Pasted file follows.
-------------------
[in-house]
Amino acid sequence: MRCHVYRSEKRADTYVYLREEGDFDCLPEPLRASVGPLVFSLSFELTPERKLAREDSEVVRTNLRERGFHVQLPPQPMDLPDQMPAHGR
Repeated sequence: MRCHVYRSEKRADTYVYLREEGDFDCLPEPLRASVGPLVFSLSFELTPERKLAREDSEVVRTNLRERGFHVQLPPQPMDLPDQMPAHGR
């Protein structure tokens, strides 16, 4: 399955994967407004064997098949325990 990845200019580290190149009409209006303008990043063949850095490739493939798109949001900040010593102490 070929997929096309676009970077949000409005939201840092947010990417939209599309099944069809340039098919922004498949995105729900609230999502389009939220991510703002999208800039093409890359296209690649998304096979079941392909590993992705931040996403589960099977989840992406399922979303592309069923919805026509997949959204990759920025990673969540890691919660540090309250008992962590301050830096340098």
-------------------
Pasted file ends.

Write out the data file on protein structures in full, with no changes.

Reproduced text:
[in-house]
Amino acid sequence: MRCHVYRSEKRADTYVYLREEGDFDCLPEPLRASVGPLVFSLSFELTPERKLAREDSEVVRTNLRERGFHVQLPPQPMDLPDQMPAHGR
Repeated sequence: MRCHVYRSEKRADTYVYLREEGDFDCLPEPLRASVGPLVFSLSFELTPERKLAREDSEVVRTNLRERGFHVQLPPQPMDLPDQMPAHGR
């Protein structure tokens, strides 16, 4: 399955994967407004064997098949325990 990845200019580290190149009409209006303008990043063949850095490739493939798109949001900040010593102490 070929997929096309676009970077949000409005939201840092947010990417939209599309099944069809340039098919922004498949995105729900609230999502389009939220991510703002999208800039093409890359296209690649998304096979079941392909590993992705931040996403589960099977989840992406399922979303592309069923919805026509997949959204990759920025990673969540890691919660540090309250008992962590301050830096340098």